Here I must insert two provisos. I do so for the few among you who have over-active consciences. Most of us don’t have that problem, but a few do in every church. To the super-sensitive souls here present I say?
First proviso: There is a difference between needs and wants. Lots of people have endless wants, especially those who are already affluent. They always want more. Needs are more urgent, more obvious.
As Christians we are not called to be puppets of other people’s wants. There will always be selfish folk who will take every opportunity to make demands on our time, our money and our energy. In truth such people have never grown up. They will not accept responsibility for their own lives. What is more, they never will as long as they can find kindly ‘suckers’ to manipulate and use up. There are enough genuine neighbours in need, without wasting our precious energies on manipulators.
Second proviso: No one among us can meet all the sincerely genuine needs of every neighbour in this world. The needy neighbours are too many. We cannot be a good neighbour to them all. Nor can we allow ourselves the dubious indulgence of getting depressed about the apparent inadequacy of the few things we can do.
We need to make a sincere estimate of our resources, both personal and financial, and decide how best they can be used in then ongoing ministry of Christ. We can only do this by limiting ourselves. To say no as well as yes, is a sign of Christian maturity. This applies to both individuals and churches. We should never try to do it all. Tough decisions have to be made, just as Jesus had to make the tough decisions.
But….. yes a big BUT! Having made the provisos, I challenge you not to use them as an excuse. Prudence when confronted by human need was never a characteristic of Jesus, nor does it look good when worn by his followers. “Mine is yours if you need it” remains the challenge for all who follow Jesus. To whom can we and should we be a good neighbour? How willing are we? This Good Samaritan parable lies close to the heart of all that Jesus believed and practised.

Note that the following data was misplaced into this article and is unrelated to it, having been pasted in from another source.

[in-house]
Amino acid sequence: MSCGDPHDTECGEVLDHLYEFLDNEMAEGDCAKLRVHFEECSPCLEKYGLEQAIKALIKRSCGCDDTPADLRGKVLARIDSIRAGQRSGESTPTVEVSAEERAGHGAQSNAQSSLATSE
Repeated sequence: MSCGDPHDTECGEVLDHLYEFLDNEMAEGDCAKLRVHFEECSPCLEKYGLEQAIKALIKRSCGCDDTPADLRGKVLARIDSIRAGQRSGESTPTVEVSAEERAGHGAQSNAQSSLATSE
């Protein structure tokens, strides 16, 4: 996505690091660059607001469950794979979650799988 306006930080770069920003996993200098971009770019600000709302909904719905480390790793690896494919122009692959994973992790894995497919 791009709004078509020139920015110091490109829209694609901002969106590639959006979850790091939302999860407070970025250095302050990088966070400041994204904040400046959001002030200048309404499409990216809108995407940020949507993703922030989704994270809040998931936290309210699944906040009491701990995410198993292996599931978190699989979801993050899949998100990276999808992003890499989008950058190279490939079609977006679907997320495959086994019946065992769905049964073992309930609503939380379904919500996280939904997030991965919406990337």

AFFIRMATION OF FAITH
L: In response to the word reflected on, let us share together an affirmation of faith. Beckoning Christ, you call us out of our comfortable ghetto of ‘us’ and ‘them’ to risk discipleship without walls.
R: You call us into a world-wide fellowship where God is worshipped above all other.
L: You call us into a world-wide fellowship where prayer is offered day and night.
R: You call us into a world-wide fellowship where we can share what we are with others who love you.
L: You call us into a world-wide fellowship where each person has something to give to the whole.
R: You call us into a world-wide fellowship where compassion and respect shape missionary endeavour.
L: Keep on beckoning us out of our safe havens into your rich fellowship of challenge and reconciliation, faith and hope.
Hidden yet ever-present God, always loving, never tiring, we seek your aid. You see the unrelieved suffering of innumerable souls, and hear the raw weeping of countless of your children. O let your breath be upon all you see, your hands upon all disease, your arms around all distress, and your kiss on all tormented minds. Hidden yet ever-present God, do for us all that we cannot do for ourselves, and make us bold to do what we can do. For the healing of your world and the glory of your name, through Jesus Christ, who taught us to pray, “Our Father…”
THE LORD’S PRAYER
Our Father in heaven, hallowed be your name; your kingdom come, your will be done on earth as in heaven. Give us today our daily bread and forgive us our sins as we forgive those who sin against us. Save us in the time of trial and deliver us from evil. For the kingdom, the power and the glory are yours now and forever. Amen.
WORD OF MISSION
R: God has called a pilgrim people.
L: From all walks and ways of life:
R: God has called a pilgrim people.
L: Black and white, male and female
R: We are signs of our world’s division
L: Black and white, male and female
R: We are signs of God’s new creation joined together by the love of Christ.
L: So let us not journey alone with God.
R: Let us not journey only with our friends. Let us be a place and a people of welcome, signs of God’s all embracing love.
Ahead of you is the expanse of a new week where as yet no one has yet trodden with either anxious or arrogant feet.
Take your lead from Jesus; tread softly but boldly,
knowing that he is at your side with grace, mercy and peace.
Your God is abundantly resourceful!
The blessing of God:
Loving Parent, Brother and Sister,
Creator, Saviour and Helper,
will be with you now and always.